The Egyptian government has summoned two leading reformist judges to a disciplinary hearing that could see them fired for alleging that last year's elections were fraudulent. The fate of the judges is seen as a key indicator of the state of Egypt's democratic reforms.

The two judges from Egypt's highest court of appeals, Hesham El-Bastawisy and Mahmoud Mekki, are facing disciplinary hearings for allegedly harming the reputation of the judiciary. But both judges see it as a thinly veiled effort to silence their criticism of the government.

In an interview with VOA, Judge Bastawisy said he sees the move to discipline and possibly fire him as evidence that the government is cracking down on advocates of reform.

He says anyone who talks about real reform in Egypt is turned into a defendant, especially if his words start to reach people.

The Justice Ministry has not issued any public statements on the matter, but ministry officials confirm to news agencies that a disciplinary hearing is scheduled. It is not clear when it will be held.

Both of the judges are deputy heads of Egypt's highest appeals court, the Court of Cassation.

Egypt's judges were responsible for overseeing last year's presidential and parliamentary elections, but they battled with the government over how much real authority they would have. Afterward, the Judges Club claimed there was significant electoral fraud, and accused some members of the judiciary of participating in it.

Judge Bastawisy says, "We call for their trial and holding them accountable for it, but unfortunately instead of trying those who committed the forgery and corruption, they are trying us for uncovering it."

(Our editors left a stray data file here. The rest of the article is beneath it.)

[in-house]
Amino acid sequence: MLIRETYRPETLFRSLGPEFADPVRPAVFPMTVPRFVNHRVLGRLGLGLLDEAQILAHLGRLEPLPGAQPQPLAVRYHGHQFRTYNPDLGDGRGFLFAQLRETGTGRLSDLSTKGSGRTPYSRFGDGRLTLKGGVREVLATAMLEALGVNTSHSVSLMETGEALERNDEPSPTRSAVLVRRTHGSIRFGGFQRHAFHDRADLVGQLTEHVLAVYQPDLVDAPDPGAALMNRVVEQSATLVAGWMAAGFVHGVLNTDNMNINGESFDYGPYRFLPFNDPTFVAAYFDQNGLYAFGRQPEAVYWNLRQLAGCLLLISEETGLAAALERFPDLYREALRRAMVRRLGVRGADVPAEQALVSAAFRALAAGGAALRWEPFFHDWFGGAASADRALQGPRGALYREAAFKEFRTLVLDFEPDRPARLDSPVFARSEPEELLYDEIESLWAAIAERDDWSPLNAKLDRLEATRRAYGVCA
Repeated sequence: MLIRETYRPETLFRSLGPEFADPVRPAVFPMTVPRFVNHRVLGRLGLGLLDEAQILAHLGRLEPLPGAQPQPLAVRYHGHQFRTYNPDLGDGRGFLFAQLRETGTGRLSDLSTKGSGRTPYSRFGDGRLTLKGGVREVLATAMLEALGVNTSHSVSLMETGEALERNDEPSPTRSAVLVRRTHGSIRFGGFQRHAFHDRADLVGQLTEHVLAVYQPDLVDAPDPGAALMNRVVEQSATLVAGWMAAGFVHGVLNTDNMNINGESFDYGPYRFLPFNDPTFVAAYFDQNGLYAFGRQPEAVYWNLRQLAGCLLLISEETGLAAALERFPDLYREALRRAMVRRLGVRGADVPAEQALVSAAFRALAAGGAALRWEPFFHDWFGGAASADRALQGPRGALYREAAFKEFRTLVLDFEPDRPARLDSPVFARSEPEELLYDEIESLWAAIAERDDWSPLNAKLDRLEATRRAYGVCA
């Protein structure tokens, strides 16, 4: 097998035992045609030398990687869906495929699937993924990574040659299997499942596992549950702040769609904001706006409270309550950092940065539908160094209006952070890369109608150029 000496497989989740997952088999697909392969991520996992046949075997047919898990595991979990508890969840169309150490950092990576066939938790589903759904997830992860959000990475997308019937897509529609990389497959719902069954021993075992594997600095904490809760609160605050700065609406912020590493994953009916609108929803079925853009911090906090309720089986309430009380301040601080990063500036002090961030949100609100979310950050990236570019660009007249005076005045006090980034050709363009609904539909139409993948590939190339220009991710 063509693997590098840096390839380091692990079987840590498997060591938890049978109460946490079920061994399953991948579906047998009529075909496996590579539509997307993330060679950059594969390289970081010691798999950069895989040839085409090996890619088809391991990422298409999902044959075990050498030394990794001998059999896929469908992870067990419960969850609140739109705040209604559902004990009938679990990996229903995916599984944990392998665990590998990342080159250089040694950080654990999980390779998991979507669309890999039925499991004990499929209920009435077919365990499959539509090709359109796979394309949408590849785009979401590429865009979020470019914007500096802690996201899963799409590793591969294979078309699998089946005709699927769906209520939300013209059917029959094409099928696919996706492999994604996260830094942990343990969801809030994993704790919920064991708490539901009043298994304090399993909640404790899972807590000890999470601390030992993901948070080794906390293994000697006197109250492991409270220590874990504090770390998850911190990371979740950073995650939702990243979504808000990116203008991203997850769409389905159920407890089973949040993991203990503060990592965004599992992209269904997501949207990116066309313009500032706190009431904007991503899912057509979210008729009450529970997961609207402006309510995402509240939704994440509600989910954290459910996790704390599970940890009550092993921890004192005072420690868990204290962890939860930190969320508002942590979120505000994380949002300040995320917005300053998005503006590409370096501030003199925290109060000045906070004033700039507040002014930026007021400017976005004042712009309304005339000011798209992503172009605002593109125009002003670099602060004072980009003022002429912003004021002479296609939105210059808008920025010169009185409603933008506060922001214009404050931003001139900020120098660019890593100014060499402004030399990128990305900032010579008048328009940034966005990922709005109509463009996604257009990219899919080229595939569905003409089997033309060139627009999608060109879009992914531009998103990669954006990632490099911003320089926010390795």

The judiciary is seen as the only branch of Egypt's government with any real independence from President Hosni Mubarak, but human-rights groups say the judiciary is still subject to interference.

The battle for judicial independence in Egypt has not received as much international media attention as the street protests by other pro-democracy activists, but many Egyptian analysts see the issue as even more critical. It remains highly sensitive, though - so much so that one leading attorney and human-rights activist refused to speak on the record about it.

But Judge Bastawisy says the judges are getting lots of support.

He says not only judges are angry about this measure, it is the whole Egyptian nation. He says everyone is mad, and all the professional associations and civic groups know that the government's intention with this disciplinary hearing is silencing the judges and getting rid of anyone who calls for reform.

Earlier this month, the Judges Club refused to meet with the New York-based group Human Rights Watch. Club members said they were under intense government pressure to cancel the meeting.